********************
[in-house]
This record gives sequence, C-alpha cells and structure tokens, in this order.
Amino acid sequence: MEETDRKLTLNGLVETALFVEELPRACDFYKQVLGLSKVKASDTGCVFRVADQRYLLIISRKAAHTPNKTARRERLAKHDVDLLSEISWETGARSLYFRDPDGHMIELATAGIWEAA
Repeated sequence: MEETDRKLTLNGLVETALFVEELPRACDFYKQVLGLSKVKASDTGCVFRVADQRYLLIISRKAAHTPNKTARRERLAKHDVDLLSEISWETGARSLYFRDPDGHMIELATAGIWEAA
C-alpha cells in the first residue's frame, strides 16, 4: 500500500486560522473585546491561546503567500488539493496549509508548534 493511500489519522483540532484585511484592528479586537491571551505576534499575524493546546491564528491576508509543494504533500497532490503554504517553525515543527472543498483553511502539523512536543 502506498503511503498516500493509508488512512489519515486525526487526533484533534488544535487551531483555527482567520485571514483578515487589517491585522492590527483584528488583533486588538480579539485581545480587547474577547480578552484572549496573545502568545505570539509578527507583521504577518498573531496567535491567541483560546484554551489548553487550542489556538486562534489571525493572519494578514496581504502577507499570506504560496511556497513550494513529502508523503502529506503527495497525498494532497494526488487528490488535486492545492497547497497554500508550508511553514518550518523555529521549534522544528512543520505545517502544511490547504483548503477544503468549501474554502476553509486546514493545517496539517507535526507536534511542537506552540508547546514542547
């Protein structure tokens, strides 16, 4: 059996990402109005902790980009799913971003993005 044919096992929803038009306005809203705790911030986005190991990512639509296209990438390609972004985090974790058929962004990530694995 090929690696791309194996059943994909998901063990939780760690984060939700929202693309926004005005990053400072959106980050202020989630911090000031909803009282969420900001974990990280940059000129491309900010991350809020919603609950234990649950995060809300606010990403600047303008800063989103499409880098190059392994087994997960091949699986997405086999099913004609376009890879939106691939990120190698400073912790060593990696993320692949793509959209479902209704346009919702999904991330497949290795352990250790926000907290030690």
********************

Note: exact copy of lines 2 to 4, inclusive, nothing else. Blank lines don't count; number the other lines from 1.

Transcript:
This record gives sequence, C-alpha cells and structure tokens, in this order.
Amino acid sequence: MEETDRKLTLNGLVETALFVEELPRACDFYKQVLGLSKVKASDTGCVFRVADQRYLLIISRKAAHTPNKTARRERLAKHDVDLLSEISWETGARSLYFRDPDGHMIELATAGIWEAA
Repeated sequence: MEETDRKLTLNGLVETALFVEELPRACDFYKQVLGLSKVKASDTGCVFRVADQRYLLIISRKAAHTPNKTARRERLAKHDVDLLSEISWETGARSLYFRDPDGHMIELATAGIWEAA